UH officials: Backlog of repairs high priority

By Catherine Cruz
Published On: Jan 13 2014 06:35:44 PM HST
Updated On: Jan 13 2014 08:14:07 PM HST

Student leaders were down at the capitol hoping to grab the attention of lawmakers to modernize the 100 year old campus.

Click here to read Catherine Cruz's article.

HONOLULU -

Students are back on campus -- many in classes and labs where rust and mold make for less than ideal learning conditions.

Click here to watch Catherine Cruz's story.

"There are many buildings that have not been maintained and addressed over the years and that is an issue," said Richard Mizusawa, president of the Associated Students of the University of Hawaii.

ASUH leaders were down at the Capitol Monday hoping to grab the attention of lawmakers.

They support the inclusion of money in the governor's budget to deal with a repair backlog that’s close to a half a billion dollars.

Last week, UH officials unveiled plans to overhaul the way it does business when it comes to construction.

But, the goal of modernizing the 100-year-old campus does come at a price.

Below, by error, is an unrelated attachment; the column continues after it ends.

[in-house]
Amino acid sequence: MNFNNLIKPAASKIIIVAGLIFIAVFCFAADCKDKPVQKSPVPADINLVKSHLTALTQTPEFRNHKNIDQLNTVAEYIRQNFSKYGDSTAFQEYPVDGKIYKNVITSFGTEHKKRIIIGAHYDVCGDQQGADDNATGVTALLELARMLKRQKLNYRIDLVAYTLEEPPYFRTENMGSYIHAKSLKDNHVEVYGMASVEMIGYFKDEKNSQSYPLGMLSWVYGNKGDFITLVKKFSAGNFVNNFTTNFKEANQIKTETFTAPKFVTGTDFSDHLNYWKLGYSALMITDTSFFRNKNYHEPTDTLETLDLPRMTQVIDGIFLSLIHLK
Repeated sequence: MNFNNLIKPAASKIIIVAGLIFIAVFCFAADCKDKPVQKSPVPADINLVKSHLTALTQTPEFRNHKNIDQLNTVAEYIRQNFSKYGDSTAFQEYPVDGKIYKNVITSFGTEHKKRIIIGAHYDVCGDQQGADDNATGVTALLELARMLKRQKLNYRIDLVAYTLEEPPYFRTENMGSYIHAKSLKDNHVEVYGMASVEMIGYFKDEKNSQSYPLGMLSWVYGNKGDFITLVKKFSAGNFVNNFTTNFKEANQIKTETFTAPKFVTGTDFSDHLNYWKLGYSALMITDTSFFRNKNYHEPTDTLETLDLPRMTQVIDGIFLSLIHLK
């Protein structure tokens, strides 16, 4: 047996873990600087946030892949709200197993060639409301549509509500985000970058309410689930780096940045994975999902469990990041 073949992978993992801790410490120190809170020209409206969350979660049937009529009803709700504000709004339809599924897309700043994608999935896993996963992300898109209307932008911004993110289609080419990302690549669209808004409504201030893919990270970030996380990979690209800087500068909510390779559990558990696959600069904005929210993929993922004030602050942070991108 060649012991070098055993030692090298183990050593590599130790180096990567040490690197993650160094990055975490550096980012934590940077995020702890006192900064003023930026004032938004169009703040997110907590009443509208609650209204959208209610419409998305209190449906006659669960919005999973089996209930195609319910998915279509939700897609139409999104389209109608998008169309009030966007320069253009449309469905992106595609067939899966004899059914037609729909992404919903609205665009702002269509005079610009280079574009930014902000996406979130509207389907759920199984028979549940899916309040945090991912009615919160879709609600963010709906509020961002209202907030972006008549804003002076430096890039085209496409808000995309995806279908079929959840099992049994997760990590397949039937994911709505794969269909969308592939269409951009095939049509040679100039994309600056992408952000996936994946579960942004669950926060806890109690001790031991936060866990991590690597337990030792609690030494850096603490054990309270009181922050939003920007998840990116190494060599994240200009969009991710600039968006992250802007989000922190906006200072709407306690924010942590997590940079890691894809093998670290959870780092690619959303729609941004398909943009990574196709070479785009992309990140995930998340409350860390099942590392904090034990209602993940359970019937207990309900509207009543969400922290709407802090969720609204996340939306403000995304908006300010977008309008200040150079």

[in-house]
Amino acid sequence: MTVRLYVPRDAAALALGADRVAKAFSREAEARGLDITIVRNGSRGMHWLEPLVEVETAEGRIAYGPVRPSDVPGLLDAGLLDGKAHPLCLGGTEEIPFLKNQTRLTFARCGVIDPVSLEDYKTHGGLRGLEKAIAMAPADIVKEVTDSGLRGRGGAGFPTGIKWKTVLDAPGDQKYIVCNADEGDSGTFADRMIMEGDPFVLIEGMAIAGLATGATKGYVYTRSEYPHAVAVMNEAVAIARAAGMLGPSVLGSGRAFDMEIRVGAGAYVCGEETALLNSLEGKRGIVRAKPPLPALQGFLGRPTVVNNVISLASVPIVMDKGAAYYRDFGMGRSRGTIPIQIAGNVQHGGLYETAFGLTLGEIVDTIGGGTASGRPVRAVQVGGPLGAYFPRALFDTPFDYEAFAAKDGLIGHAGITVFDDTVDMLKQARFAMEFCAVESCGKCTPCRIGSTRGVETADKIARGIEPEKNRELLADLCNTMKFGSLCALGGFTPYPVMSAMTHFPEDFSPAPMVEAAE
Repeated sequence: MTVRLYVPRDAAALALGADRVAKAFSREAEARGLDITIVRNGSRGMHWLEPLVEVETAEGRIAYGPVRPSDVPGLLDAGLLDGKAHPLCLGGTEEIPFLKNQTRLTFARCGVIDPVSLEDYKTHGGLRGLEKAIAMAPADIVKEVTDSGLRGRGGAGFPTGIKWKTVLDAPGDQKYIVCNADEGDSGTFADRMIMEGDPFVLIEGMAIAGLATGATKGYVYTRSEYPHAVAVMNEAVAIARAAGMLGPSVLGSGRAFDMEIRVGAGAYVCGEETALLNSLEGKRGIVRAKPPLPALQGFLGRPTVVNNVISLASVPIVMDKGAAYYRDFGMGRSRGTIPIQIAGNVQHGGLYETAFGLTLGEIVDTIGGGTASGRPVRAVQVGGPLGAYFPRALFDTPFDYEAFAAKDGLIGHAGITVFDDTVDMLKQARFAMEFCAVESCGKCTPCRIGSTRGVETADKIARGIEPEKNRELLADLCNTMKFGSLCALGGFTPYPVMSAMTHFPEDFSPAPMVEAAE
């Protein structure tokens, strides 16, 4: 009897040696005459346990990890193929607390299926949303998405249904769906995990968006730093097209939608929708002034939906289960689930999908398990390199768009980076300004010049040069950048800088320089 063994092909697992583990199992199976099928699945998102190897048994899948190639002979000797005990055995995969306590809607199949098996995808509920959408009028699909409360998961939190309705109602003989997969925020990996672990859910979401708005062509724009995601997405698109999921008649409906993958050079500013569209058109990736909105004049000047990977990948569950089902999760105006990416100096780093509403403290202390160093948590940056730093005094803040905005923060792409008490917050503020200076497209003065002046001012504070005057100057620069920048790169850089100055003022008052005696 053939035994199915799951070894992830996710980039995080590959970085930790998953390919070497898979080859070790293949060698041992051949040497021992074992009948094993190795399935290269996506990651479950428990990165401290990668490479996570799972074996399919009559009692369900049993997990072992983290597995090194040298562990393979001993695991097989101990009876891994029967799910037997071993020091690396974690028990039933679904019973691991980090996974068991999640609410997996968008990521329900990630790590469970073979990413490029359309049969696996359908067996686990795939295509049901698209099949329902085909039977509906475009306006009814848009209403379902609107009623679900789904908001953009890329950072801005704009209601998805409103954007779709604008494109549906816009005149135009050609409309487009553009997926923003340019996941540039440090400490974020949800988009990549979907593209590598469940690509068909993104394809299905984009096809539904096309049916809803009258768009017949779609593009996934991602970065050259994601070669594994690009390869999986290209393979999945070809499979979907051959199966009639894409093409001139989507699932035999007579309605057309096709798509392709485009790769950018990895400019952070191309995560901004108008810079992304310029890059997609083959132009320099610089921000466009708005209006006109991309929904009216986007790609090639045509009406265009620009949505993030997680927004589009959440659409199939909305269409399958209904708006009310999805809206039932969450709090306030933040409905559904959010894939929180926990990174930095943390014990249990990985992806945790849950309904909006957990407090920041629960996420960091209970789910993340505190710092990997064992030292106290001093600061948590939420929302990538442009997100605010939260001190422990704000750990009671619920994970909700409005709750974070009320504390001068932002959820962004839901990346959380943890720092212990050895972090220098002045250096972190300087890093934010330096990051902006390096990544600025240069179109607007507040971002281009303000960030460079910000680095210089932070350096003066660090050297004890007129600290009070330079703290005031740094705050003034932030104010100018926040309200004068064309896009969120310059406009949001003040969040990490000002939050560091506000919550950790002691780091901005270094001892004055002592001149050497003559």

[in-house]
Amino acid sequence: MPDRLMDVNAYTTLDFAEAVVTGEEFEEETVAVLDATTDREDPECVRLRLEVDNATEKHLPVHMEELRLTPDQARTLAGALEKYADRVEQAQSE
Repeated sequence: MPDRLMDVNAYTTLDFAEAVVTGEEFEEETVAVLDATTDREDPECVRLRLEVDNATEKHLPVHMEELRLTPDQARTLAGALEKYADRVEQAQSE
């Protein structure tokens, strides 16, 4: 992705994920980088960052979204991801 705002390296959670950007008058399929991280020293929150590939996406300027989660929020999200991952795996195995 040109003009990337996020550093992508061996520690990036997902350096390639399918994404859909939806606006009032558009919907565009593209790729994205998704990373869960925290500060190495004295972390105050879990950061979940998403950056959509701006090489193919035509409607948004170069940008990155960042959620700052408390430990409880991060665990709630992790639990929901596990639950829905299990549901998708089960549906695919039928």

"We have infrastructure -- things you don’t even see that will take millions of dollars to upgrade," said Steve Meder, vice-chancellor of long-range planning.

As lawmakers and the governor prepare to tussle over priorities, UH officials are trying  to get their arms around the logistics of how  best to get construction work done.

"The thing that we don’t have a handle yet, is what can the campus absorb. How can we do our mission while we do this work? Do we have the swing space when we pull the buildings offline?" said Manoa Chancellor Tom Apple.

UH is currently taking stock of available wiggle room.

"We have research ongoing 24-7. We have classes that are running on weekends and evenings already. This is a small city and a lot of this cannot be interrupted," said Meder.

This building was recently vacated by National Marine Fisheries staff and could be tapped for office or classroom space.

But, space is tight and officials are giving off campus buildings like Leahi Hospital a second look -- although the structure is also in desperate need of an overhaul.

UH is also eyeing floor space that could soon become available in Kaka'ako and Manoa.

Chancellor Apple says offering classes during non-traditional times is also on the table.

It's not clear what kind of push-back there might be from faculty or students.

"Some students like morning classes and many others prefer night classes. That is a conversation we would want to be involved in," said Mizusawa.

On the UH wishlist is additional staff to manage the construction contracts and additional custodians to deal with maintenance and simple repairs.

That will get laid out before legislative money committees Tuesday afternoon.

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